Live WebinarMy 7 Key learnings with Straumann BLX Implant system
08 Apr 2020, 10:00 AM EST (New York)
Eirik Salvesen DDS
The study, which was conducted jointly by the University of Maryland in Baltimore and the University of Freiburg in Germany, aimed to compare the ability of intra-oral scanning systems of different brands to accurately scan a single molar abutment tooth in vitro. The analyses included the following six scanners: iTero (Align Technology), 3M True Definition (3M ESPE), PlanScan (Planmeca), CS 3500 (Carestream Dental), TRIOS and CEREC AC Omnicam (Sirona Dental Systems).
In order to compare the accuracy of each system, the investigators used an industrial-grade, highly accurate reference scanner to create a digital reference dataset for an acrylic dental model. A single trained, experienced dentist then scanned the acrylic model on three separate occasions using each of the six intra-oral scanning systems.
Trueness (accuracy) was defined by superimposing the three digital datasets over the reference dataset, with 3-D comparisons then performed. Precision (consistency) was defined by superimposing each dataset over the other two datasets obtained and then evaluating for 3-D deviations.
Of the 18 datasets analysed, the smallest deviations for the trueness measurements (± standard deviation) between the reference dataset and the various intra-oral scanner datasets were obtained from TRIOS (6.9 ± 0.9 µm), followed by CS 3500 (9.8 ± 0.8 µm), iTero (9.8 ± 2.5 µm), 3M True Definition (10.3 ± 0.9 µm), PlanScan (30.9 ± 10.8 µm) and CEREC AC Omnicam (45.2 ± 17.1 µm).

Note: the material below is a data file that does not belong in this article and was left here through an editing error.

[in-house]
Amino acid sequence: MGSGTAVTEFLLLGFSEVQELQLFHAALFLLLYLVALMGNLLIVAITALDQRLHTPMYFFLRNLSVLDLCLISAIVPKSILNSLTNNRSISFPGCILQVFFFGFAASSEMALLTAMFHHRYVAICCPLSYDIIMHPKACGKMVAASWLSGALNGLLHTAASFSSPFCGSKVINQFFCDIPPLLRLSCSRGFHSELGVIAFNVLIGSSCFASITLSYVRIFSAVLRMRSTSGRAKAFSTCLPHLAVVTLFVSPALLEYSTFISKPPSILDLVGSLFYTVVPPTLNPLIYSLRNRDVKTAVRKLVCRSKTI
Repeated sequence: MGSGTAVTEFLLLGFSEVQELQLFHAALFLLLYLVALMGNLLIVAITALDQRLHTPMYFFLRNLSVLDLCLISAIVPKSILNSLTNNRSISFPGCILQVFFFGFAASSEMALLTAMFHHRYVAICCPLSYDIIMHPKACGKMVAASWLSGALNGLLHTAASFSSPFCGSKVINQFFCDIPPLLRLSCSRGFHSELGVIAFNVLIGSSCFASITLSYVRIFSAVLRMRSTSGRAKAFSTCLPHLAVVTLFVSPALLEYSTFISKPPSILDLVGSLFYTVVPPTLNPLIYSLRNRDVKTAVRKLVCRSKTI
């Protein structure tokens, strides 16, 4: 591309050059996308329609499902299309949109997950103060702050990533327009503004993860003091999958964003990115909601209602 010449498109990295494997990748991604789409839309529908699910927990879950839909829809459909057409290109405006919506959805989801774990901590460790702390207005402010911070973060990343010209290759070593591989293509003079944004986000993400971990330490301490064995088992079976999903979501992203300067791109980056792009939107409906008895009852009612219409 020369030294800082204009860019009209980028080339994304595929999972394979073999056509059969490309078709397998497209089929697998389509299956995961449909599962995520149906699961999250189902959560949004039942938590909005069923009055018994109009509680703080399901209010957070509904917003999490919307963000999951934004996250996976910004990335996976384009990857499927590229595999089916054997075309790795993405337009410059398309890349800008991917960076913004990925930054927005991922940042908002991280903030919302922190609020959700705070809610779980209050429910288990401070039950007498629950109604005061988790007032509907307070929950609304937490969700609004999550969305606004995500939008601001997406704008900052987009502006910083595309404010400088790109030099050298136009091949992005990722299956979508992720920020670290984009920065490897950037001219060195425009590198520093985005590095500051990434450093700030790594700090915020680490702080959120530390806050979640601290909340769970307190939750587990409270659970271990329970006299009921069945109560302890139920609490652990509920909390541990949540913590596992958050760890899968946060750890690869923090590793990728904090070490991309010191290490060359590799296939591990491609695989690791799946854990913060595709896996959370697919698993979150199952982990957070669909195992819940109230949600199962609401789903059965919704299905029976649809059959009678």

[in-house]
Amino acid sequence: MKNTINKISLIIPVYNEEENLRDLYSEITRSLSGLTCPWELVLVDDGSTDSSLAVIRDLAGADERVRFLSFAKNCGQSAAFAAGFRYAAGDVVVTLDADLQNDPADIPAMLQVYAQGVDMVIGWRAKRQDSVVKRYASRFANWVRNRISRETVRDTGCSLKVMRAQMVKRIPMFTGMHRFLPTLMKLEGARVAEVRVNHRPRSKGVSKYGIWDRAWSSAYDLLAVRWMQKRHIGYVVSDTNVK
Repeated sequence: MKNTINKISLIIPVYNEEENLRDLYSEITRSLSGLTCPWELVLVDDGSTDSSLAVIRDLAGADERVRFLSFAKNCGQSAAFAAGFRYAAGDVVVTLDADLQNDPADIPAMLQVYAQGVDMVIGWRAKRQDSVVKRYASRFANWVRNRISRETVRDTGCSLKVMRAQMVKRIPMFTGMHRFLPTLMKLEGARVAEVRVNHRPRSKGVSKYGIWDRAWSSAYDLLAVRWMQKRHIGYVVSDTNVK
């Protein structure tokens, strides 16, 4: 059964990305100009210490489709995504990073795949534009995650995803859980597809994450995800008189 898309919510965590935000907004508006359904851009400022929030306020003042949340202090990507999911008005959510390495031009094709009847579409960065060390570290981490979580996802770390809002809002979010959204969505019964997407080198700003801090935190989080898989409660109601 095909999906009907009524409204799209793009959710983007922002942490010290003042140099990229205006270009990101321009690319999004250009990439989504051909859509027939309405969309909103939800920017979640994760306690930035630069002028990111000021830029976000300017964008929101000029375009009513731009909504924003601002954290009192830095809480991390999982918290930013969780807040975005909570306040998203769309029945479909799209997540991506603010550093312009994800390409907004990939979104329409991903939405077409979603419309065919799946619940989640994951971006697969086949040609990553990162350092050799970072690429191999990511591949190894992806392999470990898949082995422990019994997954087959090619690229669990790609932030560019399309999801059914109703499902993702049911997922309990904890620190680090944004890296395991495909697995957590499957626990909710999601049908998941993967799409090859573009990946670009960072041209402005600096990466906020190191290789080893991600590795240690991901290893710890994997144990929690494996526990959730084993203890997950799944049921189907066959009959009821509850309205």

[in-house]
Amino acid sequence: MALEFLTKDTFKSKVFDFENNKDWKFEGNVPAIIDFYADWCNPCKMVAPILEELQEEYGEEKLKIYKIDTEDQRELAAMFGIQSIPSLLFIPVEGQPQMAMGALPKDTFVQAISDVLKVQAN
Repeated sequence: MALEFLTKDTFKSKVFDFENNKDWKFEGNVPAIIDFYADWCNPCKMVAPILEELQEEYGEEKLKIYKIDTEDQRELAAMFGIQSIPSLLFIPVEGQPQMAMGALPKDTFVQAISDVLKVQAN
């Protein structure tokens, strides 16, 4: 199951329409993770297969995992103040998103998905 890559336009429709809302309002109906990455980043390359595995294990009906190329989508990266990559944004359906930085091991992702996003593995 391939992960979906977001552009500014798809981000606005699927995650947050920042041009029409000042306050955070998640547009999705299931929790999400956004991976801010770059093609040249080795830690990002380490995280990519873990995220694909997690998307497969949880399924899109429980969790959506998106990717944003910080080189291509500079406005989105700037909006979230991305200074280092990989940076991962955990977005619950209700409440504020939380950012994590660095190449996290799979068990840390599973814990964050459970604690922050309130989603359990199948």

As for precision values, here too 3Shape’s TRIOS was identified as the most accurate (4.5 ± 0.9 µm), followed by 3M True Definition (6.1 ± 1.0 µm), iTero (7.0 ± 1.4 µm), CS 3500 (7.2 ± 1.7 µm), CEREC AC Omnicam (16.2 ± 4.0 µm), and PlanScan (26.4 ± 5.0 µm).
“The TRIOS scanning technology, in combination with the wand design, seems to be beneficial for capturing high quality datasets with excellent trueness and precision values,” the investigators said.
However, the results obtained do not provide any information about the quality of a fabricated restoration based on these digital datasets, the researchers stressed. Moreover, in an in vivo design, the outcomes might be different owing to the presence of blood, saliva, and patient movements, they concluded.
The study, titled “Evaluation of the accuracy of six intraoral scanning devices: An in-vitro investigation”, was published in Volume 10, Issue 4, of the ADA Professional Product Review.